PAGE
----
There are many reports of skilled labour shortages affecting organizations ability to sustain assets.
However conventional solutions to address the “labour shortage” won’t work, in part because every company has its own unique requirements, and in part because it is solving the wrong problem.The underlying problem is that our front-line leaders – supervisors, foremen, charge hands, etc. – do not have the skills they need to effectively train or lead.
When supervisors don’t have the skills to train well, companies compensate by trying to hire the skills, with limited success.
Front-line leaders need five core skills: instructing, improving, setting priorities, fostering performance, and listening. The most immediate need is often the skill of instructing. For this, the best solution for most companies is the Job Instruction module from the Training Within Industry program – a proven public-domain program. In a study of 600 companies using this approach, 100% of them saw their training time go down 25%. One client cut their time to get people up to speed by more than 60%.
In the world of asset management, better skills for asset managers and their supervisors can achieve significant gains - sometimes seemingly overnight.This talk will provide asset management examples, and some suggestions on how you can get started to fix this.
When supervisors have better skills, especially in the area of instructing, you can expect the productivity of your asset management crews to improve rather than degrade over time.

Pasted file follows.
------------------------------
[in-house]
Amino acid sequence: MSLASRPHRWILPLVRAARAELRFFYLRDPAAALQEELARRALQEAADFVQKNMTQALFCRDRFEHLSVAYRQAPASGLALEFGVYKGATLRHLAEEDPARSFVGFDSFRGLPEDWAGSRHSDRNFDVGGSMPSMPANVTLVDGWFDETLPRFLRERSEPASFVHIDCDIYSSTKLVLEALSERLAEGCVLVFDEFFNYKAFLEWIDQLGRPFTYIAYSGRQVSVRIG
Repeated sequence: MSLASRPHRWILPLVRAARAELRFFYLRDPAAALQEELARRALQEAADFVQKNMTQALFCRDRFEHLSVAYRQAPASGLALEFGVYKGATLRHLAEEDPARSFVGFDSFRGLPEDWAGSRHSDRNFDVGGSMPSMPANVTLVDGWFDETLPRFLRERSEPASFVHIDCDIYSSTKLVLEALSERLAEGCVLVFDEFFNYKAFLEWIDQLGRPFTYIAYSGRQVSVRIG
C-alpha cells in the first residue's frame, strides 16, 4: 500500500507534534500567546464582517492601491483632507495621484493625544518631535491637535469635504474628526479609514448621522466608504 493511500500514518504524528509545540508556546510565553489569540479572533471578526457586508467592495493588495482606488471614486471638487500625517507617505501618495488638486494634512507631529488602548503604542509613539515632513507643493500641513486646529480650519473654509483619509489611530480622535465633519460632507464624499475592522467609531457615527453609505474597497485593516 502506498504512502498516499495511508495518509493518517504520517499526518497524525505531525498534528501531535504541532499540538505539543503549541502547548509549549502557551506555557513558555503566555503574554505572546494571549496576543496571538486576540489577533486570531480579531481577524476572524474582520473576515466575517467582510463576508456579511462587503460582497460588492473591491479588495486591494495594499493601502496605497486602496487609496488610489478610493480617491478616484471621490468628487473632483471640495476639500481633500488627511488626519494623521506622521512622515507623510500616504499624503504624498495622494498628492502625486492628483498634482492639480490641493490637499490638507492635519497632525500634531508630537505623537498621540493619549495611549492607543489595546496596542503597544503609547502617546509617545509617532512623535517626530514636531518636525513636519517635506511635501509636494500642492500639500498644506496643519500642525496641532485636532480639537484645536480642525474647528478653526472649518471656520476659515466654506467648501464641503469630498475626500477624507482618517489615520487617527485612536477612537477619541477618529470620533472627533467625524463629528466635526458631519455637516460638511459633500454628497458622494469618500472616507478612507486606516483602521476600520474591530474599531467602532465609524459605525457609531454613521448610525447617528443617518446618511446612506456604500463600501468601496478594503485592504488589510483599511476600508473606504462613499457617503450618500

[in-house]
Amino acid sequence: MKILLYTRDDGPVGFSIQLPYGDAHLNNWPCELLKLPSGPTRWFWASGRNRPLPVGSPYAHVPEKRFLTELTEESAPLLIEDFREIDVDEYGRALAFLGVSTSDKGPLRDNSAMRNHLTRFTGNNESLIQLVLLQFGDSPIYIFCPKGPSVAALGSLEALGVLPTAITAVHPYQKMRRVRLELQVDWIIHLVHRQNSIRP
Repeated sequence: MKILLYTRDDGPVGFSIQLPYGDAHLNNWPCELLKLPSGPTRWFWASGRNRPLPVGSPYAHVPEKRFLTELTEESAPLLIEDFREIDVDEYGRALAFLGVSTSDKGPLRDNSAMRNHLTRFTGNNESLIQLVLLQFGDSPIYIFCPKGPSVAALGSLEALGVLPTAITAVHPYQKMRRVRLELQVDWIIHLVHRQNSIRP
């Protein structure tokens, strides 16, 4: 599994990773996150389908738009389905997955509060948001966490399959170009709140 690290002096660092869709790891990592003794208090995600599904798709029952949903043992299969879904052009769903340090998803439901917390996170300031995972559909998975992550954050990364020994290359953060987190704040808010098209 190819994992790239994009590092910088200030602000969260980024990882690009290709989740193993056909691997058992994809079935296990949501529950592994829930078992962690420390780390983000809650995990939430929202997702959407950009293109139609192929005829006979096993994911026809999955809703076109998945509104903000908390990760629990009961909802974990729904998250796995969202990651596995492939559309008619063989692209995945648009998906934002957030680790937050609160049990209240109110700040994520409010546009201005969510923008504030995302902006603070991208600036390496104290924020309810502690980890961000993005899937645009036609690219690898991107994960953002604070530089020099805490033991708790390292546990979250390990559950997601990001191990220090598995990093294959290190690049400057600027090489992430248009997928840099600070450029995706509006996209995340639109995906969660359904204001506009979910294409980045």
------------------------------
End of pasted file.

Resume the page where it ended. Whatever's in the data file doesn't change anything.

Hugh Alley is the author of Becoming the Supervisor: Achieving Your Company’s Mission and Building Your Team. He thinks work ought to be good – good for the body, the spirit, and the company. He spent over 20 years in line positions supporting front line leaders or as a front-line leader himself. He has run the operations of three companies, and was co-owner of one.Through his company, First Line Training, Hugh has taught core leadership skills to over 1,000 leaders. He has regularly helped his clients achieve extraordinary performance improvements in 3-6 months while building the skills of the leadership team.Hugh’s first book, Becoming the Supervisor, is about how to develop the core skills of supervisors. It is told as the story of a young supervisor learning the job.Hugh has a B.A.Sc. from Waterloo, an M.Sc. from Cornell, and an M.Div. from Vancouver School of Theology. He has taught at UBC, SFU, and BCIT and has written and presented frequently on project management, quality, risk management, lean principles, and supervisory skills.He lives in Burnaby, Canada with his wife. Hugh can be reached at firstname.lastname@example.org